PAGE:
Crus Bourgeois – a steady ship

Published by Sally on January 18, 2013

Martine Cazeneuve, Château Paloumey

Martine Cazeneuve, Château Paloumey

Having had just 18 months in 2007 to reinvent themselves, after the previous cru bourgeois system was cancelled, the Alliance des Crus Bourgois du Médoc consider themselves fortunate to have saved the name ‘cru bourgeois’ a term which has positive resonance with consumers.  Jean Baptiste Cordonnier of Château Anthonic in Moulis-en-Médoc, said “Cru bourgeois had an image. It is a sign of recognition, for consumers looking for a high level of wine, an alternative to crus classes.”

Now, after three short years of the new incarnation of the cru bourgeois, the mood is a combined one of calm competence and a recognition that much work remains to be done to solidify the foundations and regain the respect of the markets.

One thing the new incarnation has achieved is the elimination of the bottom end of the historical, previous cru bourgeois. This is because a minimum quality standard has been introduced, and is judged in blind tastings each year. Martine Cazeneuve of Château Paloumey in Haut-Médoc, explained the process is expensive and “it’s a lot of work for a château to become cru bourgeois. It’s different from the past, there are no more cru bourgeois at €3 to €4.  Today cru bourgeois prices in wine shops range from €8 to €25.” The cost and quality barrier to entry already makes this quite large heterogeneous group slightly more homogeneous by eliminating the bottom tranche.

Even so, this is quite a price range, and it’s one of the reasons a cru bourgeois hierarchy is being discussed. But there’s a lot of baggage associated with this idea after the collapse of the 2003 classification which had three rankings –  exceptionnels, supérieurs, and straight cru bourgeois – but the idea looks like it will hold water in the coming years because 260-odd châteaux is a lot, and there are flavour and quality differences between one priced at €8 and one at €25. Cazeneuve said “all of us are not producing the same wine, of the same quality. It would be good to have a small differentiation in cru bourgeois, but not one taken from the past.” There’s clearly still a lot of sensitivity there.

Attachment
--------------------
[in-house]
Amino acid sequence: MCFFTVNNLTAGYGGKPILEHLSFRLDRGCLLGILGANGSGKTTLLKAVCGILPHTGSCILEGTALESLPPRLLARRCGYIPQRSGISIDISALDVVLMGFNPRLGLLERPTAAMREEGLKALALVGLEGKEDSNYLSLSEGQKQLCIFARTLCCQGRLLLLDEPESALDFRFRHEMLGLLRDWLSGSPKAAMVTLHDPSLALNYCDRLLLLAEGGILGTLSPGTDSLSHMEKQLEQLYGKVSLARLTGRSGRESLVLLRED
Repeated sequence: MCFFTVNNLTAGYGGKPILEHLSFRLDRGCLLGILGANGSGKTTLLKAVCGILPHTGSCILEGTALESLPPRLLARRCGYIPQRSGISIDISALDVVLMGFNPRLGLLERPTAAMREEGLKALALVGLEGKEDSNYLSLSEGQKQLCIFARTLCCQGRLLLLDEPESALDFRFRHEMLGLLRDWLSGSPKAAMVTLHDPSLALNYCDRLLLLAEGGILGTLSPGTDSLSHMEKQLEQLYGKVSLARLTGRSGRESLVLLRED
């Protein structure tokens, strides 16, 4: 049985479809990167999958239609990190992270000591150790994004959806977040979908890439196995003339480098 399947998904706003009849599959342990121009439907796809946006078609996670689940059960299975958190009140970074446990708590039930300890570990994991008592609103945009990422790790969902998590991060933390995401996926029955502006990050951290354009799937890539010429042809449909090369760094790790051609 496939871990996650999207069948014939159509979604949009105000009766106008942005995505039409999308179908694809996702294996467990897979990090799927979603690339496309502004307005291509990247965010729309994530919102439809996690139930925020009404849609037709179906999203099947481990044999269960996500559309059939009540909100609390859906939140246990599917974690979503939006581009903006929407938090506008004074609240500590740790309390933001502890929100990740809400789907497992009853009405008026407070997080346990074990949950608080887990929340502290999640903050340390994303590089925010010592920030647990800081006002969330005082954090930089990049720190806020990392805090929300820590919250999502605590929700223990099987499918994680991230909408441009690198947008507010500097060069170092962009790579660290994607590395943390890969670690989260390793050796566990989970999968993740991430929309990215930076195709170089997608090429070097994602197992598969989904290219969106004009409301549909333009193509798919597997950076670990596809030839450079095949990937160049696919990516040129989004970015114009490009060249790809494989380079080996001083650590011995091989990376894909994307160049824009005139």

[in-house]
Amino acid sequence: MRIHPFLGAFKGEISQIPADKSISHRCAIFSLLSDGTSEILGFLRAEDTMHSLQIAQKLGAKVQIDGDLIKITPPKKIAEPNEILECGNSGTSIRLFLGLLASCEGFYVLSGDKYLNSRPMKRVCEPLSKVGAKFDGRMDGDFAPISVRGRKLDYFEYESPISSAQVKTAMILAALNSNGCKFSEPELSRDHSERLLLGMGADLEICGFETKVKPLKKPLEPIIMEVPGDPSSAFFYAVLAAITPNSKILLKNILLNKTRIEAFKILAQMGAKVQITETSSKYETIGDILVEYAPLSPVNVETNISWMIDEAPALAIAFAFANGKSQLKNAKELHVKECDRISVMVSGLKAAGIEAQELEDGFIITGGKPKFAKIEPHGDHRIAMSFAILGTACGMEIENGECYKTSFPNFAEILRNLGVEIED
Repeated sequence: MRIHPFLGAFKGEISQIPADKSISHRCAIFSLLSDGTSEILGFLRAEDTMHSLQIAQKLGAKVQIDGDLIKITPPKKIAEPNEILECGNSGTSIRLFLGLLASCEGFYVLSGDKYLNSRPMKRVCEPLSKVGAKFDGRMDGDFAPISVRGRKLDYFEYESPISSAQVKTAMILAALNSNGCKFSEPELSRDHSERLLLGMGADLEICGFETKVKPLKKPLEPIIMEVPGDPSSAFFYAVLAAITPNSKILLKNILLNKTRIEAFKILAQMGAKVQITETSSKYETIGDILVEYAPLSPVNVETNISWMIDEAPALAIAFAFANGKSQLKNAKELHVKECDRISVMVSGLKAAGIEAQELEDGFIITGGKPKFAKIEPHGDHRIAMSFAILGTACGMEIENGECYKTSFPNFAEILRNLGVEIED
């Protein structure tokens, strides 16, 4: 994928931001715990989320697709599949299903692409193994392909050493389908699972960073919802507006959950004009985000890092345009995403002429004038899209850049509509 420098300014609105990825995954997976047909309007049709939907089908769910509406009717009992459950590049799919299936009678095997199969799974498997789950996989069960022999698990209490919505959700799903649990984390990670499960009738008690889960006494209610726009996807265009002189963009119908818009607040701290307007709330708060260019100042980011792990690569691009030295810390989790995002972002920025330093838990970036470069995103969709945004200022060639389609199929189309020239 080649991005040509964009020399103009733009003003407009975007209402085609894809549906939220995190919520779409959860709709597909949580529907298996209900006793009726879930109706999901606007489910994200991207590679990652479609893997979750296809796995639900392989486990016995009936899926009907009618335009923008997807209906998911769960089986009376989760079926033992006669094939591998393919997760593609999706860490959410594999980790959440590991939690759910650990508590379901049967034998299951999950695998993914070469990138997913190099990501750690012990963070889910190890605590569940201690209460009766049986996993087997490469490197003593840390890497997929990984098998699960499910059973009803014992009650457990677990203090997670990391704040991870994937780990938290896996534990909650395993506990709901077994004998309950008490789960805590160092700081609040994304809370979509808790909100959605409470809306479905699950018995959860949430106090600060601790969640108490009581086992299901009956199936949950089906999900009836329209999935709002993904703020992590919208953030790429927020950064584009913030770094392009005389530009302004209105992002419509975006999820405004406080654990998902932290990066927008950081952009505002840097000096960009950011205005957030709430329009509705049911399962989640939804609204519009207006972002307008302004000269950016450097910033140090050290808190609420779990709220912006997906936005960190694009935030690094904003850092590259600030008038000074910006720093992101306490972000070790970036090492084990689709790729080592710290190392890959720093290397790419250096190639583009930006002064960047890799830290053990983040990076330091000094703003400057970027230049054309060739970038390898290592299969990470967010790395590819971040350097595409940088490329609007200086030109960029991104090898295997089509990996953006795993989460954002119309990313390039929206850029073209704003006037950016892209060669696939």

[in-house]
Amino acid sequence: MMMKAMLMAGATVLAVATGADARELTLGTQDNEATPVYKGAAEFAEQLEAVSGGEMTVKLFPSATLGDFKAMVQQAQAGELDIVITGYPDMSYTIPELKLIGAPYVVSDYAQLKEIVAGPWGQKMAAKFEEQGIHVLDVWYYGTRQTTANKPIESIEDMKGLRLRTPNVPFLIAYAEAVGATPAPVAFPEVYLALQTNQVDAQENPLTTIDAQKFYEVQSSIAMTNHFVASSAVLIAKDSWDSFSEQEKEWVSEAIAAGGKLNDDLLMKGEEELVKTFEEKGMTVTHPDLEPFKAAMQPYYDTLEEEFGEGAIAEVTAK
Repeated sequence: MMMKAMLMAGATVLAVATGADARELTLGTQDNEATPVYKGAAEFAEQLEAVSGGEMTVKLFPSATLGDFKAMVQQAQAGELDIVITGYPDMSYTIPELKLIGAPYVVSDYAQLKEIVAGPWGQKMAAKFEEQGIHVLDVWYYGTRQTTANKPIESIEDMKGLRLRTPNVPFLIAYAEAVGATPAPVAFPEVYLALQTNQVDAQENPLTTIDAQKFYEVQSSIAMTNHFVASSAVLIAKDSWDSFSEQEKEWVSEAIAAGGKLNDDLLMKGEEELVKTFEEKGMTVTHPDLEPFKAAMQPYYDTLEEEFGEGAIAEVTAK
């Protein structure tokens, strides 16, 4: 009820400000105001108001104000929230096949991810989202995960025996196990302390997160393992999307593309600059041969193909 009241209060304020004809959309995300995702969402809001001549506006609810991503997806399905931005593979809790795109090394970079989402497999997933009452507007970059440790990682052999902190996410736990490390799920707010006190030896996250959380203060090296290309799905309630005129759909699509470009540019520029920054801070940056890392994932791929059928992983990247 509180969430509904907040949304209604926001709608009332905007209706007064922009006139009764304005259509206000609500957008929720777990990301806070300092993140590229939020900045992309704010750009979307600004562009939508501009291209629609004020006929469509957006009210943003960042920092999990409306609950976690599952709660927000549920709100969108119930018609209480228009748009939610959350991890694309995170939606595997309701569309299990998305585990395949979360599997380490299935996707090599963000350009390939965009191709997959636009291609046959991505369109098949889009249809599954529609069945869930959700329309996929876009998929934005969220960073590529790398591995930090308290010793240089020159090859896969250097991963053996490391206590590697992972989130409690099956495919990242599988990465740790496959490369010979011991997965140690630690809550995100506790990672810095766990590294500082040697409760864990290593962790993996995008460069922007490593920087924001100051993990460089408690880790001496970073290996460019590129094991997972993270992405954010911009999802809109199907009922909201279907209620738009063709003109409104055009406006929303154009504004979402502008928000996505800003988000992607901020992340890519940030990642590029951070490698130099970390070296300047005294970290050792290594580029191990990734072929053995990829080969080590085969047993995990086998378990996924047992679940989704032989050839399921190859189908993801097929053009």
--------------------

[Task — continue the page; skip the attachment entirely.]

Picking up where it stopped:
One of the main advantages and challenges of the new cru bourgeois system is the annual blind tasting. It keeps producers on their toes and striving for better quality, but it’s an arduous, and time-constricted process. The tastings run from February to July. As it is, if there is time and a wine has failed the tasting, a property can re-submit their wine having tweaked it back at the ranch. But logistics can be difficult to rearrange, which may preclude a sample being resubmitted.

Château Paveil de Luze

Château Paveil de Luze

Alternatively, if a producer wants to mature their wines in bulk for as long as possible, so submits samples late, there’s no margin for tweaking (in case of failure) because the judging sessions will end. This may mean time in barrel is a bit shorter than the owner would ideally like because the wine must be assembled for the tasting, so there is the potential for some of the winemaking needing to fit the schedule of taste sessions, which isn’t ideal, but lines have to be drawn somewhere.

It’s not just the properties for which this is a challenge. Frédéric de Luze, owner of Château Paveil de Luze in Margaux, and president of the Alliance des Crus Bourgeois du Médoc, said “the main problem is that you have to pass the exam every year – it’s difficult for negociants and importers because they don’t know if a château will be cru bourgeois the next year.”

He acknowledged “there are lots of things to improve. We have a few plans we’re working on, and we know this is one of the new improvements we may find”, potentially for consistently awarded properties not to have to submit samples for tasting every year.

One of big questions is whether an improving cru bourgeois category can hope to fill the gaping hole left by the crus classés as their prices reach stratospheric levels. Cazeneuve thinks so, as she said “behind the crus classes, which are expensive and out of reach, cru bourgeois has a place as both affordable and good value. And you can actually drink them, instead of just speculating, as for the top crus classés.” It’s a good point.

My research visit to Bordeaux was sponsored by the  Alliance des Crus Bourgeois du Médoc.

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